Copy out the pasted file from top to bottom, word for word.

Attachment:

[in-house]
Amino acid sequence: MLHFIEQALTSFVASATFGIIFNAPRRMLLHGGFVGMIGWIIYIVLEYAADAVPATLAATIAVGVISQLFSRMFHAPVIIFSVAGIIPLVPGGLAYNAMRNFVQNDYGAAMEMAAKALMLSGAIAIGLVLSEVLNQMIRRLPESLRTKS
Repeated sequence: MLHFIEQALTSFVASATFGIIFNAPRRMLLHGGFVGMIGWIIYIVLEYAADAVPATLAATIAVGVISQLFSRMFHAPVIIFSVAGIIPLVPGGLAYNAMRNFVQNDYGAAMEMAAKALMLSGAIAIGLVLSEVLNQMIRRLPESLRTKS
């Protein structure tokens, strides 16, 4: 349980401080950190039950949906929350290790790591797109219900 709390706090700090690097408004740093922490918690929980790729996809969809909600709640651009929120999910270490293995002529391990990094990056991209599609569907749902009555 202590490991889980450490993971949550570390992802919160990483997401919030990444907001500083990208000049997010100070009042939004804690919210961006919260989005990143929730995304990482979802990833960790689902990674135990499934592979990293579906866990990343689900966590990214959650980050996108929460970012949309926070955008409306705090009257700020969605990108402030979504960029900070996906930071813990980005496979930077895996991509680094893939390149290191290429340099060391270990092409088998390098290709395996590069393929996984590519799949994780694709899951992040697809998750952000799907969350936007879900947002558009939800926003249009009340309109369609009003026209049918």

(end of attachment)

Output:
[in-house]
Amino acid sequence: MLHFIEQALTSFVASATFGIIFNAPRRMLLHGGFVGMIGWIIYIVLEYAADAVPATLAATIAVGVISQLFSRMFHAPVIIFSVAGIIPLVPGGLAYNAMRNFVQNDYGAAMEMAAKALMLSGAIAIGLVLSEVLNQMIRRLPESLRTKS
Repeated sequence: MLHFIEQALTSFVASATFGIIFNAPRRMLLHGGFVGMIGWIIYIVLEYAADAVPATLAATIAVGVISQLFSRMFHAPVIIFSVAGIIPLVPGGLAYNAMRNFVQNDYGAAMEMAAKALMLSGAIAIGLVLSEVLNQMIRRLPESLRTKS
């Protein structure tokens, strides 16, 4: 349980401080950190039950949906929350290790790591797109219900 709390706090700090690097408004740093922490918690929980790729996809969809909600709640651009929120999910270490293995002529391990990094990056991209599609569907749902009555 202590490991889980450490993971949550570390992802919160990483997401919030990444907001500083990208000049997010100070009042939004804690919210961006919260989005990143929730995304990482979802990833960790689902990674135990499934592979990293579906866990990343689900966590990214959650980050996108929460970012949309926070955008409306705090009257700020969605990108402030979504960029900070996906930071813990980005496979930077895996991509680094893939390149290191290429340099060391270990092409088998390098290709395996590069393929996984590519799949994780694709899951992040697809998750952000799907969350936007879900947002558009939800926003249009009340309109369609009003026209049918």